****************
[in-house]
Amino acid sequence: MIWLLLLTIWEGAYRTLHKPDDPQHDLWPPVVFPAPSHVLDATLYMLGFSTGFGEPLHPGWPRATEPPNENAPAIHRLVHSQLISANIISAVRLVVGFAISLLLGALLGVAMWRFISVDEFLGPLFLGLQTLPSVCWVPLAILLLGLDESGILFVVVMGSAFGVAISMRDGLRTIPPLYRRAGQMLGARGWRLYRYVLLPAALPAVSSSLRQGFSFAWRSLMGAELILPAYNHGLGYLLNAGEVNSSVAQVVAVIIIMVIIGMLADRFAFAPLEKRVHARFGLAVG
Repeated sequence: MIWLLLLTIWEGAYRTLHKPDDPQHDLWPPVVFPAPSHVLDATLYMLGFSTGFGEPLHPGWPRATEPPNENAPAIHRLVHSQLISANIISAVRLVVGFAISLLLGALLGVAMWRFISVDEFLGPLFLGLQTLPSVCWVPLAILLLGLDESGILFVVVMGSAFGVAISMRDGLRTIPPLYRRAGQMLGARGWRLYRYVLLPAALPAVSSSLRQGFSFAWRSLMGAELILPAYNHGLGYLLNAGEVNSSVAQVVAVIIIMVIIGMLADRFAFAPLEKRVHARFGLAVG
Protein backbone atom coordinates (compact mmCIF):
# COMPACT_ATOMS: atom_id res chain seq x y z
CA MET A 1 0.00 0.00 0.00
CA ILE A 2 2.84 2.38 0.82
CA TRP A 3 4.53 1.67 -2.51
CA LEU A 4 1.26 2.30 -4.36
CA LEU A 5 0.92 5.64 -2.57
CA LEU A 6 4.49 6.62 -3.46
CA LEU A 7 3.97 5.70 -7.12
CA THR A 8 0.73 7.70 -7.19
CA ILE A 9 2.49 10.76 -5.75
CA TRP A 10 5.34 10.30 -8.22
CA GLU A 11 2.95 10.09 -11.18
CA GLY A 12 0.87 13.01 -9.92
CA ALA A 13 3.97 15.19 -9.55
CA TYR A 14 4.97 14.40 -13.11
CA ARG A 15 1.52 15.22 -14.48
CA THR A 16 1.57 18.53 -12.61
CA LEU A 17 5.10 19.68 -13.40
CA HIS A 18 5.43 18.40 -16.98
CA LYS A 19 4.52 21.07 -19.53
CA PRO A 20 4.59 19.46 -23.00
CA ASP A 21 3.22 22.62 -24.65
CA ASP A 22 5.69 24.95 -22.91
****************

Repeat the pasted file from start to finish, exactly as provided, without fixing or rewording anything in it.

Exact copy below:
[in-house]
Amino acid sequence: MIWLLLLTIWEGAYRTLHKPDDPQHDLWPPVVFPAPSHVLDATLYMLGFSTGFGEPLHPGWPRATEPPNENAPAIHRLVHSQLISANIISAVRLVVGFAISLLLGALLGVAMWRFISVDEFLGPLFLGLQTLPSVCWVPLAILLLGLDESGILFVVVMGSAFGVAISMRDGLRTIPPLYRRAGQMLGARGWRLYRYVLLPAALPAVSSSLRQGFSFAWRSLMGAELILPAYNHGLGYLLNAGEVNSSVAQVVAVIIIMVIIGMLADRFAFAPLEKRVHARFGLAVG
Repeated sequence: MIWLLLLTIWEGAYRTLHKPDDPQHDLWPPVVFPAPSHVLDATLYMLGFSTGFGEPLHPGWPRATEPPNENAPAIHRLVHSQLISANIISAVRLVVGFAISLLLGALLGVAMWRFISVDEFLGPLFLGLQTLPSVCWVPLAILLLGLDESGILFVVVMGSAFGVAISMRDGLRTIPPLYRRAGQMLGARGWRLYRYVLLPAALPAVSSSLRQGFSFAWRSLMGAELILPAYNHGLGYLLNAGEVNSSVAQVVAVIIIMVIIGMLADRFAFAPLEKRVHARFGLAVG
Protein backbone atom coordinates (compact mmCIF):
# COMPACT_ATOMS: atom_id res chain seq x y z
CA MET A 1 0.00 0.00 0.00
CA ILE A 2 2.84 2.38 0.82
CA TRP A 3 4.53 1.67 -2.51
CA LEU A 4 1.26 2.30 -4.36
CA LEU A 5 0.92 5.64 -2.57
CA LEU A 6 4.49 6.62 -3.46
CA LEU A 7 3.97 5.70 -7.12
CA THR A 8 0.73 7.70 -7.19
CA ILE A 9 2.49 10.76 -5.75
CA TRP A 10 5.34 10.30 -8.22
CA GLU A 11 2.95 10.09 -11.18
CA GLY A 12 0.87 13.01 -9.92
CA ALA A 13 3.97 15.19 -9.55
CA TYR A 14 4.97 14.40 -13.11
CA ARG A 15 1.52 15.22 -14.48
CA THR A 16 1.57 18.53 -12.61
CA LEU A 17 5.10 19.68 -13.40
CA HIS A 18 5.43 18.40 -16.98
CA LYS A 19 4.52 21.07 -19.53
CA PRO A 20 4.59 19.46 -23.00
CA ASP A 21 3.22 22.62 -24.65
CA ASP A 22 5.69 24.95 -22.91